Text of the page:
At the moment, PQAI is far from perfect but it’s definitely promising. We say that with confidence because of the results that various validation test cases we have run have given us. A few months ago, we identified some IPR cases and ran the subject patents through PQAI. In some of these cases we observed that PQAI was able to find the prior art cited by the sued party to invalidate the subject patent. We’re sharing one of those cases with you right here:
Facebook VS Villmer LLC Inc
Facebook had received an infringement notice over Oculus Go from Villmer. We used PQAI to run a prior art search to see if it could have helped locate prior art. It gave us results that matched the prior art that was submitted to have the patent invalidated.
The patent that was the subject matter of the litigation bore the number US9618747. The patent broadly pertains to head-mounted displays. Villmer’s infringement allegations focused on Facebook’s head-mounted virtual reality (VR) devices, the Oculus Go and the Oculus Quest. The ’747 Patent was valid, enforceable, and was duly issued in full compliance with
We picked up claim 1 from patent number US9618747 and pasted it in the PQAI query box. Here’s a screenshot of one of the prior art that Facebook listed during IPR to have ‘747 invalidated.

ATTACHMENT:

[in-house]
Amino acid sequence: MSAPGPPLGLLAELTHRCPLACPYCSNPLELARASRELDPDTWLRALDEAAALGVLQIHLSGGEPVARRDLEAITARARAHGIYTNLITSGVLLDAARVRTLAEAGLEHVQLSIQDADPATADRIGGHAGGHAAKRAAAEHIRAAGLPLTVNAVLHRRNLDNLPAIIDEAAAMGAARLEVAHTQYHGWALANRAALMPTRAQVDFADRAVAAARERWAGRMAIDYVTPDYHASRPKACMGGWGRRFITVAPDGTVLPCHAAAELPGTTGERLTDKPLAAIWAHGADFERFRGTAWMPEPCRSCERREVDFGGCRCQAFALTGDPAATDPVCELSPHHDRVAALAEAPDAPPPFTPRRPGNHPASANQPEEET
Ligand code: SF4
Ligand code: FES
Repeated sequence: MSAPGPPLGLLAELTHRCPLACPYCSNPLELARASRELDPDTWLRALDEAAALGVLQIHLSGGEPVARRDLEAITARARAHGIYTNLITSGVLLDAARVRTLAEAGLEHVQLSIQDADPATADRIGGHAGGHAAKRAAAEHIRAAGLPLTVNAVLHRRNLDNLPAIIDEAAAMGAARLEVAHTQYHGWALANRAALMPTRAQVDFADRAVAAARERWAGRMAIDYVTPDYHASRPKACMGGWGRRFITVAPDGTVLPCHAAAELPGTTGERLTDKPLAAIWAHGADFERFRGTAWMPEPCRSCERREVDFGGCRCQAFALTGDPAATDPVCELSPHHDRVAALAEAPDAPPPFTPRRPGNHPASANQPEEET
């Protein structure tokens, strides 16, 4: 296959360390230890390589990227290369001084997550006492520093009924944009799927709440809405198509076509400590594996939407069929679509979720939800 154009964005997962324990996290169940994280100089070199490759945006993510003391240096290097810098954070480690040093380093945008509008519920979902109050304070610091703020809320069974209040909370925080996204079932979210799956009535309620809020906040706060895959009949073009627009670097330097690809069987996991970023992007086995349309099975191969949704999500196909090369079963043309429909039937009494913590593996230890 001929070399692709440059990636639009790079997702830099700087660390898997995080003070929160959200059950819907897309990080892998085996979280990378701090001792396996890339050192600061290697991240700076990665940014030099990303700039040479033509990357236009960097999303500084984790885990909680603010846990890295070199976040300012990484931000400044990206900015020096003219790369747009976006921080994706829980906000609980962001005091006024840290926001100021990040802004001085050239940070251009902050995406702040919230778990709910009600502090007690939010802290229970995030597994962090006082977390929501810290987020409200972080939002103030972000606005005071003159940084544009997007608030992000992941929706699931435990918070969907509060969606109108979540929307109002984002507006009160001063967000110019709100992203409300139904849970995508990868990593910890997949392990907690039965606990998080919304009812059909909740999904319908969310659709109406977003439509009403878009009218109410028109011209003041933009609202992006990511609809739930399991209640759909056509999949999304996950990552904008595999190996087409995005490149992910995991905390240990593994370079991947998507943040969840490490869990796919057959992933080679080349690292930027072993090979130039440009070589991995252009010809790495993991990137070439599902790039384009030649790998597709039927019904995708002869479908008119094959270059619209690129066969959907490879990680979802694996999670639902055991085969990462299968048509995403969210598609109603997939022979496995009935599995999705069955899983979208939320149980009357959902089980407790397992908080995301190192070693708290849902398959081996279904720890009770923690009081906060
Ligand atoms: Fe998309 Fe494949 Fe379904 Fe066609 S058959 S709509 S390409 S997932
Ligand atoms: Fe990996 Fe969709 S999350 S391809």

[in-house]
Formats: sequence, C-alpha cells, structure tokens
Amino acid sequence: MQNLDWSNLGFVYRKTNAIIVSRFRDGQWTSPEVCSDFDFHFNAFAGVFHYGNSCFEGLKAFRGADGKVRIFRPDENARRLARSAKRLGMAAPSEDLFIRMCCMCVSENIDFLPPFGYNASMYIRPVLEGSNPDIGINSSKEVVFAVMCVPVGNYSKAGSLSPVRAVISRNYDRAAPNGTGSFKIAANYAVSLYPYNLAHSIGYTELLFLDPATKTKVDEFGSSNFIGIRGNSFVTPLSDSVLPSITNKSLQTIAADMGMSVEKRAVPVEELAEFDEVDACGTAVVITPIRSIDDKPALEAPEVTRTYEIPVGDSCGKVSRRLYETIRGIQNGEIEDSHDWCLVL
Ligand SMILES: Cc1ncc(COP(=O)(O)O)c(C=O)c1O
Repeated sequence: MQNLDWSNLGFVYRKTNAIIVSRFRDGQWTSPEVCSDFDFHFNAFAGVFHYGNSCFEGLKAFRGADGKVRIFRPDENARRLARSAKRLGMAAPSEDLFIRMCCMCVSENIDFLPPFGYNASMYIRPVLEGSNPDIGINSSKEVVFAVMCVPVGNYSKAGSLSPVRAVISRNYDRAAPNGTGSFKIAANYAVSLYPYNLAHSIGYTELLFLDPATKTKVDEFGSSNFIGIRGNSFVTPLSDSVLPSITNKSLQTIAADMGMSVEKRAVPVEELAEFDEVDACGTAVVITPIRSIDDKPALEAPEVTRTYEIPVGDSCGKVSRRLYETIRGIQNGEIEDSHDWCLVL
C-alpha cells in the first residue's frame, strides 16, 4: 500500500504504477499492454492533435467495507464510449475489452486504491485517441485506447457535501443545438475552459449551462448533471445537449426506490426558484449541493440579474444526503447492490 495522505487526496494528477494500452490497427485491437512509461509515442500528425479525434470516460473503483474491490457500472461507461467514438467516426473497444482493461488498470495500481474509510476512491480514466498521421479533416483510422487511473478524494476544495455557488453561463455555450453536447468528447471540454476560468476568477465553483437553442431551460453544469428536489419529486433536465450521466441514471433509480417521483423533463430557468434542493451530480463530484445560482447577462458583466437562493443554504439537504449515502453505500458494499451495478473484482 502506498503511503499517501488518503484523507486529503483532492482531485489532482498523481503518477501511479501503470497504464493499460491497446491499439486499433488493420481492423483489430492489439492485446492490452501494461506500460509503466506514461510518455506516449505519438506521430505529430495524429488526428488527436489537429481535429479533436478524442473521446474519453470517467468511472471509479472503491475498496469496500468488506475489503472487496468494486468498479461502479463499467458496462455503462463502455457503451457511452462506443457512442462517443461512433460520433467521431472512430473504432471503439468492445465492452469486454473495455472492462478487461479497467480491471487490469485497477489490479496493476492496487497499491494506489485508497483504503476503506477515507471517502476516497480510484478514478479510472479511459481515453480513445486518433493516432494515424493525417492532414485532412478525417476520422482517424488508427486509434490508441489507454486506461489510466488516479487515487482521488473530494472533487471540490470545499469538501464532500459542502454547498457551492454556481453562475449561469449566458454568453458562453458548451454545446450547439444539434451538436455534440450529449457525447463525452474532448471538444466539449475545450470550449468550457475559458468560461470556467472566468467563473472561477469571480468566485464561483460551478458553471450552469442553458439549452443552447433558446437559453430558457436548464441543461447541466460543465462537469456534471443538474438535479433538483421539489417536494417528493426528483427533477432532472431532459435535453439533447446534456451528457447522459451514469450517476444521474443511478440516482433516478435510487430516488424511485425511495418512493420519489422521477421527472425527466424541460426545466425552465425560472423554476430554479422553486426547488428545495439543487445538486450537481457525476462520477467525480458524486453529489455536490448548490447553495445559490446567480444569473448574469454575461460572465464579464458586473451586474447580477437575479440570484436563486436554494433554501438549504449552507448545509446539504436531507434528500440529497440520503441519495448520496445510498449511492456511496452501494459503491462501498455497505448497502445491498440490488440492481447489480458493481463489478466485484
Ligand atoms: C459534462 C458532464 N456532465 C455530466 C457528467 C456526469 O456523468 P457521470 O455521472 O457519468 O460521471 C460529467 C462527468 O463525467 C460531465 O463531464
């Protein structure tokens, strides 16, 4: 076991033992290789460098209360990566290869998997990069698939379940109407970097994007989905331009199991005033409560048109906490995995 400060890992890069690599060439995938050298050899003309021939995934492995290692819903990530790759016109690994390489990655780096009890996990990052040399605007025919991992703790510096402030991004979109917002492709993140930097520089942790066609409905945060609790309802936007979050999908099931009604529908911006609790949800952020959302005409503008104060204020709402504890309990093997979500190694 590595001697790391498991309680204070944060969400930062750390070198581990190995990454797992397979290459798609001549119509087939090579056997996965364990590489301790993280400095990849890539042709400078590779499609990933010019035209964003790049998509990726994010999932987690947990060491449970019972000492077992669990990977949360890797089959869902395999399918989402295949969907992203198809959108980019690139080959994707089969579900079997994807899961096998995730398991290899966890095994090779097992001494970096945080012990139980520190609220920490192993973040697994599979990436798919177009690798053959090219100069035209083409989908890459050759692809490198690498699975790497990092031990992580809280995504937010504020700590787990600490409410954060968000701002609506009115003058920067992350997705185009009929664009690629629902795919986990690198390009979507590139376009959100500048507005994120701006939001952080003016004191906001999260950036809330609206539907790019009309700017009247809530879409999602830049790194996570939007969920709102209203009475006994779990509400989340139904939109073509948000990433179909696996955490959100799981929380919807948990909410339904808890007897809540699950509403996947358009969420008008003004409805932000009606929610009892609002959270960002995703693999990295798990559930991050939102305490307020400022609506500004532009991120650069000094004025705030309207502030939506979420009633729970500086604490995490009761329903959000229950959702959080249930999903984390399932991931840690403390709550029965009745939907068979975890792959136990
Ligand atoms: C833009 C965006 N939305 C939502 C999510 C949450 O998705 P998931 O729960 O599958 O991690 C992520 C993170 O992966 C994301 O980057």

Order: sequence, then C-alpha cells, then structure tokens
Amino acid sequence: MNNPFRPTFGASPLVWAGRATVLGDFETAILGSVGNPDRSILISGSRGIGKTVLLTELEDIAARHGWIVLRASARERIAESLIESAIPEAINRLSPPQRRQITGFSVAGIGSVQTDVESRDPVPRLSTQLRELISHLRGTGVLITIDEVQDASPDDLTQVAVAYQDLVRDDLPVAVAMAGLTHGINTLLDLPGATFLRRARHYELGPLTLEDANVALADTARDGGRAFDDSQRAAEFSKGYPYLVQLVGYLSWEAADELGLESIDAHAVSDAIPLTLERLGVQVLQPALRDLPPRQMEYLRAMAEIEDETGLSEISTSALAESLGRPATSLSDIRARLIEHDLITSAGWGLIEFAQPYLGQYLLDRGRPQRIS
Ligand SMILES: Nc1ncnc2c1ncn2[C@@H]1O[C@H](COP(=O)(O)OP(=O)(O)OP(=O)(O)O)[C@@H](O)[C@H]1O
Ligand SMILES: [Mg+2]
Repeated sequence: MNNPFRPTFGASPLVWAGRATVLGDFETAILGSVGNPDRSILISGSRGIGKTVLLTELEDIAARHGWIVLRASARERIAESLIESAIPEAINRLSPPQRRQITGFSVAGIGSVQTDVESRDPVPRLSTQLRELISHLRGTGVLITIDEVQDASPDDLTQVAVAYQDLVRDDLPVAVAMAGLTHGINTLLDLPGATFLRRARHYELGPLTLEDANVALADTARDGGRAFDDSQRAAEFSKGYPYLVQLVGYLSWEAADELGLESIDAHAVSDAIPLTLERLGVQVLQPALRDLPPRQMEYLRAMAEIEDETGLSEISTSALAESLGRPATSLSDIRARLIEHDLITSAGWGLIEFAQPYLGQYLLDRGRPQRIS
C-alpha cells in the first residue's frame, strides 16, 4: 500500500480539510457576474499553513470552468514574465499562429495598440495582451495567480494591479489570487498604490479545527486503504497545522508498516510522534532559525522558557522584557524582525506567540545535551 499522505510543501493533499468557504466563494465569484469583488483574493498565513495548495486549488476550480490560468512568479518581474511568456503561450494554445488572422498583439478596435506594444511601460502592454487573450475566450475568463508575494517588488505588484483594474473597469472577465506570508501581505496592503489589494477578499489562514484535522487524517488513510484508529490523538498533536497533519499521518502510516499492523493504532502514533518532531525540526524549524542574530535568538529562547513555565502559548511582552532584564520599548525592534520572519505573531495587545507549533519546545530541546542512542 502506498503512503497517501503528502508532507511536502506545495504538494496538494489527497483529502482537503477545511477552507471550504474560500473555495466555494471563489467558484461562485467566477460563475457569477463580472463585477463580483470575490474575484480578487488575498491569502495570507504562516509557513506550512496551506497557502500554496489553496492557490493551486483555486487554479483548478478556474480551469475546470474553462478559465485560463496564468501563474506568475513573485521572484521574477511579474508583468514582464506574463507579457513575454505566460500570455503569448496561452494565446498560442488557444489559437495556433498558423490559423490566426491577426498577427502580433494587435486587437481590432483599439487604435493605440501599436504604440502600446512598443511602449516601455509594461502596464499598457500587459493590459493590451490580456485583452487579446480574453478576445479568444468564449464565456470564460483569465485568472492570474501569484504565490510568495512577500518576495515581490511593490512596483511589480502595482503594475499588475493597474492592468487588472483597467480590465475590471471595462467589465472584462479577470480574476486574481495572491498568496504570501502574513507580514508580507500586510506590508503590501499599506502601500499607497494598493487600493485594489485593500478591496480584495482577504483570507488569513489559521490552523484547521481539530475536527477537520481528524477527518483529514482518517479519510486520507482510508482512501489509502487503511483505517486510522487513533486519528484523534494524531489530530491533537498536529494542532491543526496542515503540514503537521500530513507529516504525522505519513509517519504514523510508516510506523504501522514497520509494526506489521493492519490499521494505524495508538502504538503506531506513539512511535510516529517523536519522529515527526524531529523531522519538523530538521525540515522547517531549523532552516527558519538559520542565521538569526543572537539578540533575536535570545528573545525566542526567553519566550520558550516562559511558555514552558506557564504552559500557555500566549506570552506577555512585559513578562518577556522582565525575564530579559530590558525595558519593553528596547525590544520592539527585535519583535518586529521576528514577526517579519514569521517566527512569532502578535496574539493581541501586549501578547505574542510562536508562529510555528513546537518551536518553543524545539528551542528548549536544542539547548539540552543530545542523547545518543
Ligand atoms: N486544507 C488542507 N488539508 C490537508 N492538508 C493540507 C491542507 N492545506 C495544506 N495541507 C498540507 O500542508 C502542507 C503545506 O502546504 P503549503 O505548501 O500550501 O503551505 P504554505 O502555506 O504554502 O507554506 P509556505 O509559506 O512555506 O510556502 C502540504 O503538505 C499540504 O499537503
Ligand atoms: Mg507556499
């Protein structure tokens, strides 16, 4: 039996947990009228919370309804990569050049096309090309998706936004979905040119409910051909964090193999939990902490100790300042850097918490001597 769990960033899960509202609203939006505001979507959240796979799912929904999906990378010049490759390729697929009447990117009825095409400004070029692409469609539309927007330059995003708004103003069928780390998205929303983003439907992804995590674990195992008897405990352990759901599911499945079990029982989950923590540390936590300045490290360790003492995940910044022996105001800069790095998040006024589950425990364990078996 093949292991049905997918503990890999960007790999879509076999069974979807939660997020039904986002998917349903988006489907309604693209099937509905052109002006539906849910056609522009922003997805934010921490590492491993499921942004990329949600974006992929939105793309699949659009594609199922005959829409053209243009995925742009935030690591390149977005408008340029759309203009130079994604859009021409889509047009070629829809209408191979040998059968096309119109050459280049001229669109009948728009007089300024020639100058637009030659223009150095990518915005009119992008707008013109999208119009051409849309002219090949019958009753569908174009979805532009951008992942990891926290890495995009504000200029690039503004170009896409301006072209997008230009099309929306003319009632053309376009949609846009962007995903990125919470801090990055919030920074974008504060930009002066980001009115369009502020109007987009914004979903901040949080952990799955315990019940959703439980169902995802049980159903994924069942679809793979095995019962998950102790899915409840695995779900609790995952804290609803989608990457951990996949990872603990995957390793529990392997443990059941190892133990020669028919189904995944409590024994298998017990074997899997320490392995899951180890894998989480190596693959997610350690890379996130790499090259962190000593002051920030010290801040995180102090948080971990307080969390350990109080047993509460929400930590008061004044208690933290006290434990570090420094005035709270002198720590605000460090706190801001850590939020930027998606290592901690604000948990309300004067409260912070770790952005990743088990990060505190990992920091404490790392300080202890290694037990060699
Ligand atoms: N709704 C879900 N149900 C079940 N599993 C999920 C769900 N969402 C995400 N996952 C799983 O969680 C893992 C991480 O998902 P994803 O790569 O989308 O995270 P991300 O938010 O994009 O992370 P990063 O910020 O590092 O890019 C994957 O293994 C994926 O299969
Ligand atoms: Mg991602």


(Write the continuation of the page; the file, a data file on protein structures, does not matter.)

Here’s the prior art PQAI spotted against our search for Claim 1 from ‘747. The spotted patent bears no. US2012005053A1, one of prior arts listed by Facebook:
PQAI is a search tool that is a work in progress. We would like to see it get to a stage where prior art like this ranks higher and results are even more efficient. And we are constantly working toward perfecting the system.
Get Involved – Join the PQAI Initiative
PQAI is a collaborative initiative to build an AI-powered prior art search tool accessible to all involved. We would love all stakeholders to come forward and join the initiative. You as a corporate can contribute too! The question is why would you….
Well with PQAI, we aim to create a more stable and transparent patent ecosystem for corporations. We believe it will make R&D investments more predictable, increase confidence in patents, and make risks and opportunities more visible. We could use all the resources we can get in making this initiative a success. You could be part of this revolution by funding the development of the tool. In return, you will give to yourself, and the world at large a system to file better patents.
Disclaimer – “The statements and views expressed in this post are intended for general informational purposes only, and do not constitute legal advice or a legal opinion.”
PQAI helps you identify the combinational prior-art that could be cited as the basis of an 103 type rejection on your patent application.
Looking forward to patenting your invention, the predicament of getting a rejection lingers around. Well, many a time it may be possible to overcome the rejection but it unnecessarily delays the allowance. Do you know what’s the most common reason for rejection? – It’s § 103 orobviousness.
Note: Stats are based on the rejections (Final + Non-Final) given by the Patent Examiners, for the US applications from January, 2017 to September, 2020.